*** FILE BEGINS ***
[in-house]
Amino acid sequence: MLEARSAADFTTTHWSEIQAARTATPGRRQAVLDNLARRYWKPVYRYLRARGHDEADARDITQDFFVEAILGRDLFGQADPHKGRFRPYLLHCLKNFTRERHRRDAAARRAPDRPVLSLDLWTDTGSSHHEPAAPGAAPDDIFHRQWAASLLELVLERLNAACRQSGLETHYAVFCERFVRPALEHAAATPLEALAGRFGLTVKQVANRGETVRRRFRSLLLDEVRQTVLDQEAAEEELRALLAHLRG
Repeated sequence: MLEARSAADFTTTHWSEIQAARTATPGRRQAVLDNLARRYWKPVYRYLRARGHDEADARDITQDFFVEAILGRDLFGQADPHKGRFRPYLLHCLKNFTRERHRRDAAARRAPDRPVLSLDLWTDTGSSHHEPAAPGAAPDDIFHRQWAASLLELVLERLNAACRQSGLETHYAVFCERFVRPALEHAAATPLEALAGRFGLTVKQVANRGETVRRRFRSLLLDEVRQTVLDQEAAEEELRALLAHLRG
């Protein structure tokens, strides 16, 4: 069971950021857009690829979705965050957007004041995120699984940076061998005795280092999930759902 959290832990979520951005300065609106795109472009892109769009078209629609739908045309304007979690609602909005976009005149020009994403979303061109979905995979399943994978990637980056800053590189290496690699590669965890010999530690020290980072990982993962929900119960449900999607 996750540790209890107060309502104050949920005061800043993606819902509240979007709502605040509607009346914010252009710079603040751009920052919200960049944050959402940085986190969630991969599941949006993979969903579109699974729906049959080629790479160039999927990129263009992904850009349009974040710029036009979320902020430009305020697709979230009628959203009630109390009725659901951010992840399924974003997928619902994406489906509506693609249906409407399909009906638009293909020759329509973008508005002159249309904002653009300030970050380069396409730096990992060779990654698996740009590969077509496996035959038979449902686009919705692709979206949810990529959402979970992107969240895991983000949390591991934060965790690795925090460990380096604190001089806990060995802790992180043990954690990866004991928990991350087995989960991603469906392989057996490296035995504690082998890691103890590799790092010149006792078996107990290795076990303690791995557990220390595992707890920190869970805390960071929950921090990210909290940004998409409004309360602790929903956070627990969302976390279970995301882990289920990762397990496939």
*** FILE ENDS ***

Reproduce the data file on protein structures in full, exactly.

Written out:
[in-house]
Amino acid sequence: MLEARSAADFTTTHWSEIQAARTATPGRRQAVLDNLARRYWKPVYRYLRARGHDEADARDITQDFFVEAILGRDLFGQADPHKGRFRPYLLHCLKNFTRERHRRDAAARRAPDRPVLSLDLWTDTGSSHHEPAAPGAAPDDIFHRQWAASLLELVLERLNAACRQSGLETHYAVFCERFVRPALEHAAATPLEALAGRFGLTVKQVANRGETVRRRFRSLLLDEVRQTVLDQEAAEEELRALLAHLRG
Repeated sequence: MLEARSAADFTTTHWSEIQAARTATPGRRQAVLDNLARRYWKPVYRYLRARGHDEADARDITQDFFVEAILGRDLFGQADPHKGRFRPYLLHCLKNFTRERHRRDAAARRAPDRPVLSLDLWTDTGSSHHEPAAPGAAPDDIFHRQWAASLLELVLERLNAACRQSGLETHYAVFCERFVRPALEHAAATPLEALAGRFGLTVKQVANRGETVRRRFRSLLLDEVRQTVLDQEAAEEELRALLAHLRG
């Protein structure tokens, strides 16, 4: 069971950021857009690829979705965050957007004041995120699984940076061998005795280092999930759902 959290832990979520951005300065609106795109472009892109769009078209629609739908045309304007979690609602909005976009005149020009994403979303061109979905995979399943994978990637980056800053590189290496690699590669965890010999530690020290980072990982993962929900119960449900999607 996750540790209890107060309502104050949920005061800043993606819902509240979007709502605040509607009346914010252009710079603040751009920052919200960049944050959402940085986190969630991969599941949006993979969903579109699974729906049959080629790479160039999927990129263009992904850009349009974040710029036009979320902020430009305020697709979230009628959203009630109390009725659901951010992840399924974003997928619902994406489906509506693609249906409407399909009906638009293909020759329509973008508005002159249309904002653009300030970050380069396409730096990992060779990654698996740009590969077509496996035959038979449902686009919705692709979206949810990529959402979970992107969240895991983000949390591991934060965790690795925090460990380096604190001089806990060995802790992180043990954690990866004991928990991350087995989960991603469906392989057996490296035995504690082998890691103890590799790092010149006792078996107990290795076990303690791995557990220390595992707890920190869970805390960071929950921090990210909290940004998409409004309360602790929903956070627990969302976390279970995301882990289920990762397990496939």